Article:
Brighton & Hove Albion

Authorities vows to finish unfair shopper invoice and subscription practices

The government will crack down on excessive roaming charges and hidden price increases in renewal notices, and help consumers split the majority of costly annual bills into manageable monthly payments.

Consumer Minister Jo Swinson announced two reviews aimed at helping people with rising costs of living.

An intergovernmental review will focus on how to improve the transparency and content of the information presented to consumers about their bills.

The other review will focus on how to make installment payments more widely available to keep people from having no choice but to pay high upfront bills for essential services. The government has given homeowners new rights to pay their council tax bills over a 12-month period if they so choose. The government is keen to work with the councils to ensure that other forms of payment such as parking permits have similar flexibility.

Household budgets will also benefit from a telecommunications consumer action plan, which ensures consumers have the right information and advice on hand to get the best deals on phones, internet, and other telecommunications products.

Consumer Secretary Jo Swinson and Communications Secretary Ed Vaizey will be working with Industry and Telecom regulator Ofcom over the next 9 months to develop the action plan.

Consumer Minister Jo Swinson said:

People are understandably concerned about the rising cost of living. The coalition government is already helping by lowering taxes for low and middle income workers. I want us to do more to take the pressure off household budgets.

Many households spend more on insurance than on municipal taxes, but many consumers pay above average. Easier comparison of the renewal price with last year’s offer would encourage more people to look around – and encourage insurers to make more competitive renewal offers in the first place.

And many have had a nasty surprise when unexpected roaming charges or data costs suddenly resulted in a huge cell phone bill out of the blue.

Therefore, Ill will be working with the industry to examine how we can help consumers get the best deal on a range of inevitable, everyday expenses that have previously been bloated at hidden or unnecessary costs.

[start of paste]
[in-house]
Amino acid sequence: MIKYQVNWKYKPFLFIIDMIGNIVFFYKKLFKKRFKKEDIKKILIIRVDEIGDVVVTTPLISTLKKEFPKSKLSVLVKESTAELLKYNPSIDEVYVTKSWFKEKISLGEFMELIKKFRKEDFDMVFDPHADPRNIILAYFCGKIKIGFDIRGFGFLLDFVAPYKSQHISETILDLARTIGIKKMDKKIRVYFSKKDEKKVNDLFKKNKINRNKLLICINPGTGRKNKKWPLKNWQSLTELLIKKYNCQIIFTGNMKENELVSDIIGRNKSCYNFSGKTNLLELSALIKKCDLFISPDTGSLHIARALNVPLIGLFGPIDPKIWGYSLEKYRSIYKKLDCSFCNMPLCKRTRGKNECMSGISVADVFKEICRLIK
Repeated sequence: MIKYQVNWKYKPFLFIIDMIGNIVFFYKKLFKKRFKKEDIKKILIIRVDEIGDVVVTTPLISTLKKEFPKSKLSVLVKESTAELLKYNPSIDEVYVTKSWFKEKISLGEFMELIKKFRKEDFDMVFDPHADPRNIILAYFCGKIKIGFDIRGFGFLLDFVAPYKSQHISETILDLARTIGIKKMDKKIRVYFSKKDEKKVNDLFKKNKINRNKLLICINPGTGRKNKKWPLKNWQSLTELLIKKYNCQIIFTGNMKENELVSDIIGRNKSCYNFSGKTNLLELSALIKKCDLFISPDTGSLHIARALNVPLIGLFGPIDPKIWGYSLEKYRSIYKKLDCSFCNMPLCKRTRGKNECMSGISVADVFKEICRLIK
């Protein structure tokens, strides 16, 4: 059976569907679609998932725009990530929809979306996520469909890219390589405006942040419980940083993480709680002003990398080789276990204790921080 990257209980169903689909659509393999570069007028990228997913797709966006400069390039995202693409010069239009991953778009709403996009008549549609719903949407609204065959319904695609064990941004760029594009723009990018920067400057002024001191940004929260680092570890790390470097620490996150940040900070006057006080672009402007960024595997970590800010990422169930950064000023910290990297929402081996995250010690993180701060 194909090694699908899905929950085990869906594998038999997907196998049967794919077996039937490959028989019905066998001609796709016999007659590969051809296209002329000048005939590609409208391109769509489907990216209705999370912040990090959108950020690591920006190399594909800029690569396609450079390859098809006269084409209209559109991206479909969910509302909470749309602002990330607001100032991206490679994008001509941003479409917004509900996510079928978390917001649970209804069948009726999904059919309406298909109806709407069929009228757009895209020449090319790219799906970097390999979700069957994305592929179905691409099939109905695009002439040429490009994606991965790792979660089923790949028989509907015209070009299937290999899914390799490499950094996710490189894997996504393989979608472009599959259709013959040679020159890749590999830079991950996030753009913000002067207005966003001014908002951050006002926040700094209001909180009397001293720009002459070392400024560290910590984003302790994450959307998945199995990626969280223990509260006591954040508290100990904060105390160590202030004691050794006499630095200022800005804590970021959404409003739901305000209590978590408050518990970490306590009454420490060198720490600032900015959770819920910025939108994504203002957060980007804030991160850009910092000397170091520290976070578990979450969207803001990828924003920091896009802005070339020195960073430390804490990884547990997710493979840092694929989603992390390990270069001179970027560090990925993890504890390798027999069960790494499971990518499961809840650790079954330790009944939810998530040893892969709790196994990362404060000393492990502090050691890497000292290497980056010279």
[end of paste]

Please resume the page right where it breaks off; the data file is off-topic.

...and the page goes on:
I sincerely hope that companies make sense and willingly change unfair practices. When it doesn’t, I stand up for regulation to ensure consumers get the deals they deserve.

Notes to the editors:

1. The Telecom Consumer Action Plan will address the following issues:

  • makes it easier to change telecom and broadband providers
  • Increasing the transparency of contracts
  • End of the bill shock unexpectedly high cell phone bills
  • Worked to end roaming charges when using mobile phones abroad
  • How can we ensure that the poorest in society get the best deal so that they can access essential communication services?
  • Improving customer service to minimize consumer frustration when things go wrong

The government will work with industry and Ofcom to develop self-regulatory solutions to these problems. We will also work with the EU to end roaming charges.

2. The government will initiate a review to expand the use of installment payments in household transactions with the public and private sectors. Installment payments can spread the cost of bills over months, offset the budgetary impact of large purchases, and help households manage their expenses over time. This review will be reported to the ministers in the spring.

3. Jo Swinson urges companies to introduce more price transparency into their communication with customers at the time of the renewal. Consumers should be able to see how much they paid in the past year in their renewal notices. This will help increase transparency for consumers so that they are better informed. This review will be reported to the ministers in the spring.

4. The government’s economic policy objective is to achieve strong, sustainable and balanced growth that is more evenly distributed across the country and across industries. The plan for growth, published in the 2011 budget, set four ambitions:

  • create the most competitive tax system in the G20
  • Making the UK the best place in Europe to start, fund and grow a business
  • Encouraging investment and exports as a path to a more balanced economy
  • to create a better trained workforce that is the most flexible in Europe

All governments are working to meet these ambitions, including progress on more than 250 growth review measures. The development of an industrial strategy gives this work new impetus by giving companies, investors and the public more clarity about the long-term

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